9. Steve Sailer says:

    If Ferguson had criticized Keynes for his avid, lifelong promotion of eugenics, he would have not heard a peep of criticism.

    After all, in 1911 Keynes, along with Ronald A. Fisher, R.C. Punnett, and Horace Darwin, helped found the U. of Cambridge Eugenics Society. Keynes was a eugenics activist throughout his life, serving as an official of the national eugenics promotion organization from 1937-1944. In the year of his death, 1946, Keynes made a speech citing eugenics “‘the most important and significant branch of sociology.”

    Ferguson just forgot who is riding high at the moment and who is not.

  10. Steve Sailer says:

    There’s an enormous academic literature discussing how the sexual orientation of the Bloomsbury intellectuals (e.g., Keynes, Strachey, Woolf, etc.) influenced their social, political, and cultural views.

    Ferguson’s faux pas was not in alluding to this endless discussion, but in being on The Wrong Side of it, in suggesting that homosexuality might have negative as well as positive consequences. Rather than seeing progress in intellectual standards, I see deterioration. As Lenin said, the central question is always Who – Whom? and 21st Century intellectuals appear to be coming around more and more to Lenin’s point of view of seeing every question as one of who are the Good Guys and who are the Bad Guys, with identity politics categories offering quick and easy answers to that question (e.g., Gay = Good).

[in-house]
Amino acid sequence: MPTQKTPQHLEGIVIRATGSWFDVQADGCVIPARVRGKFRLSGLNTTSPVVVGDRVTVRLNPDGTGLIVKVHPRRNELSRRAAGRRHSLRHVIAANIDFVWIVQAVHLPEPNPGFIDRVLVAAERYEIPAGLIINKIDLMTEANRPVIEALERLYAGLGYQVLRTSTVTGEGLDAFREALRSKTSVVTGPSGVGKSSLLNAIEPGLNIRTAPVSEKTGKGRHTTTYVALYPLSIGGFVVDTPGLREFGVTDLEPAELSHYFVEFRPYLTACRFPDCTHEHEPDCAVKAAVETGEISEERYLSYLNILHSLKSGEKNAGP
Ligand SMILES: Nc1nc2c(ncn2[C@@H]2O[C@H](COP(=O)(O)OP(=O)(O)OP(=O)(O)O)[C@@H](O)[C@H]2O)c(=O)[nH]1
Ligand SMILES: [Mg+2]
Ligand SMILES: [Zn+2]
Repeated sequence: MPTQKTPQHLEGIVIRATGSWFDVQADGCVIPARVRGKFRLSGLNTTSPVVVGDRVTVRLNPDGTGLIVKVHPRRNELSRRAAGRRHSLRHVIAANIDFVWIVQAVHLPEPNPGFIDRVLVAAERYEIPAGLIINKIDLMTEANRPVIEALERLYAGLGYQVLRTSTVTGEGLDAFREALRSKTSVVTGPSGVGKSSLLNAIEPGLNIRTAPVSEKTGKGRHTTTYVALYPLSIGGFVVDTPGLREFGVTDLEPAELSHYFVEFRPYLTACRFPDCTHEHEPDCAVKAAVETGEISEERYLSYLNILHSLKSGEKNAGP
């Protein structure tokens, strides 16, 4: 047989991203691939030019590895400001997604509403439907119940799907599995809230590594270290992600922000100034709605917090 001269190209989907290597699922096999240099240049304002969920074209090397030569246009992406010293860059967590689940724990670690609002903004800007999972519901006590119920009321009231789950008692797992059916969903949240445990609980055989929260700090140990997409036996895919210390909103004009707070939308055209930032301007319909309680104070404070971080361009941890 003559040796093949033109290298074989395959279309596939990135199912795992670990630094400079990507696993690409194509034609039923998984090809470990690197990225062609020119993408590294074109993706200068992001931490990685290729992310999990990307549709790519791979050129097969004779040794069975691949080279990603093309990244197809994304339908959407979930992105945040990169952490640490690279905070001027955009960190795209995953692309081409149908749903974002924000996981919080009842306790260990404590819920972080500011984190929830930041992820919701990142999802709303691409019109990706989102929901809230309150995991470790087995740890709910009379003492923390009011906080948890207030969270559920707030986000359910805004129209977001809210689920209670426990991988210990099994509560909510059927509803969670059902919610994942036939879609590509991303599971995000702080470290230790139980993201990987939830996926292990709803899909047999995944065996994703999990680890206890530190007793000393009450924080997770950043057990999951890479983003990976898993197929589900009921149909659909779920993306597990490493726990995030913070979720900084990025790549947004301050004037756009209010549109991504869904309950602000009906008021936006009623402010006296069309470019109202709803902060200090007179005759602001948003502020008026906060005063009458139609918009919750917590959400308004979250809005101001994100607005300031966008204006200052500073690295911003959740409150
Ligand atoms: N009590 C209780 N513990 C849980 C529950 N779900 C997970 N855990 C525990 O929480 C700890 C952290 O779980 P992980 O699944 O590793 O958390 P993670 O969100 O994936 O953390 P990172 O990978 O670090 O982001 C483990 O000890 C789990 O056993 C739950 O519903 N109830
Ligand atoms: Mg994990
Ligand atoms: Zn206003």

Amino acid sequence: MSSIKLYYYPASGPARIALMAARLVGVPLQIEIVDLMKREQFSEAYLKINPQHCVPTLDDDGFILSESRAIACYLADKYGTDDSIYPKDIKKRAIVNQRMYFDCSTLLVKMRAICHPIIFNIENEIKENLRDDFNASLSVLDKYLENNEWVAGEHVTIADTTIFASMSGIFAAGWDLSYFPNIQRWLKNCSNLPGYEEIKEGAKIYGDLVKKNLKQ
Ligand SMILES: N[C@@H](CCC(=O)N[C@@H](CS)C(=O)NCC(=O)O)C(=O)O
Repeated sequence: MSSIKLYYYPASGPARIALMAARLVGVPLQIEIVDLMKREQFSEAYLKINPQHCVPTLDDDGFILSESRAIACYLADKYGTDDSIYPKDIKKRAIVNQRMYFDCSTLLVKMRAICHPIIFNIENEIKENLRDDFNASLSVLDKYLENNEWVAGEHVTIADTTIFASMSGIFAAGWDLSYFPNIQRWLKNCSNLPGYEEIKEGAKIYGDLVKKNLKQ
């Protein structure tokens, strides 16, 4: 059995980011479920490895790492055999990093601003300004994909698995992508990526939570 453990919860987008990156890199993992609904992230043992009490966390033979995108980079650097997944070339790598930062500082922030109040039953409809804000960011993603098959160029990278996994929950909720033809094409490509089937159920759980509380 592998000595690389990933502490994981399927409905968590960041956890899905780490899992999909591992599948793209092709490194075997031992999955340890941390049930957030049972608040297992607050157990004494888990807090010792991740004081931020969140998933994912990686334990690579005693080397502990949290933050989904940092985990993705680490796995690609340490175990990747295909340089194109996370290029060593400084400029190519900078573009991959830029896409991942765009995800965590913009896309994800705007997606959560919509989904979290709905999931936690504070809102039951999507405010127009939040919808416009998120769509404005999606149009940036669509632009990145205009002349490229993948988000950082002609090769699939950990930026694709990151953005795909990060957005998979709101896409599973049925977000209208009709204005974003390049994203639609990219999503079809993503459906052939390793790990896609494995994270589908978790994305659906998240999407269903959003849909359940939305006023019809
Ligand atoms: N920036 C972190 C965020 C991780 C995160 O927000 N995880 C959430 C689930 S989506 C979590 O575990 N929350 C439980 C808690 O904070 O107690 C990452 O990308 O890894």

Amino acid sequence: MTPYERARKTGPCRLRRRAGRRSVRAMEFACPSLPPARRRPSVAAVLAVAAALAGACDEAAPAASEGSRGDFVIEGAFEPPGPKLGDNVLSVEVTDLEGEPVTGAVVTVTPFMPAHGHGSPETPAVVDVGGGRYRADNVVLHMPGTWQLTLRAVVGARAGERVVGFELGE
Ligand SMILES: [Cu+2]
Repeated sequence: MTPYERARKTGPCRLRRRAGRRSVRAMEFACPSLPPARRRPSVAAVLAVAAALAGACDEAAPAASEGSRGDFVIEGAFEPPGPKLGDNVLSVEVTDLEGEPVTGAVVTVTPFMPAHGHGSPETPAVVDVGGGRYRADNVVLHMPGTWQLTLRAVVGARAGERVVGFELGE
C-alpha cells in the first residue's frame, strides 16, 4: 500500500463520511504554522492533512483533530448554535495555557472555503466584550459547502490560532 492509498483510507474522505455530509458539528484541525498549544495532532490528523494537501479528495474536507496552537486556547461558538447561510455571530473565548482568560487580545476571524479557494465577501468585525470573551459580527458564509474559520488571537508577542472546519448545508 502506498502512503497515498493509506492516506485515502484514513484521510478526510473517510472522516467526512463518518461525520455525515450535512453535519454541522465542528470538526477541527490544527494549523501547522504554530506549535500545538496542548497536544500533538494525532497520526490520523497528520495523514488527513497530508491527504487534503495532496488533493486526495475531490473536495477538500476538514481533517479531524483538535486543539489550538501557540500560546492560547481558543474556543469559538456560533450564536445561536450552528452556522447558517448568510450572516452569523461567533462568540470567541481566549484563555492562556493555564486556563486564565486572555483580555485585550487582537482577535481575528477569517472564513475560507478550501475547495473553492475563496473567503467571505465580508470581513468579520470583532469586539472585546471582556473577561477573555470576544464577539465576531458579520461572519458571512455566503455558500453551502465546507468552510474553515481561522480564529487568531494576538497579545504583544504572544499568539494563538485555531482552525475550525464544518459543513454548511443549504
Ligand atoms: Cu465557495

• Andrew says:


      Actually I think the problem was that Ferguson did not seem to be engaging with an open mind but rather seemed to be just trying to throw mud at Keynes as if he (Ferguson) were operating a political campaign rather than engaging in academic inquiry. If Ferguson were to give a talk all about the connections between the personal circumstances and political beliefs of historical economists, I don’t think people would have a problem with it. He could mention Keynes’s sex life, Adam Smith’s pets, and anything else that might be relevant. Ferguson is a historian (or, as I assume he would say, an historian), and he’d be highly qualified to do that sort of thing. But to just throw culture-war words at his audience in an attempt to vaguely disparage Keynes, that’s just stupid. A Harvard/Jesus/Hoover professor should be able to do better than this.

      • Rahul says:

        My reading is it is much ado about nothing. This was a offhand remark at a talk. Not in a thought out editorial. Or a conference. etc. People often make stupid remarks. Let’s not hold everyone up to such an exacting standard of conduct.

        Didn’t a recent blog post illustrate how the most upright of us may have bigotry hidden in the recesses of our brain?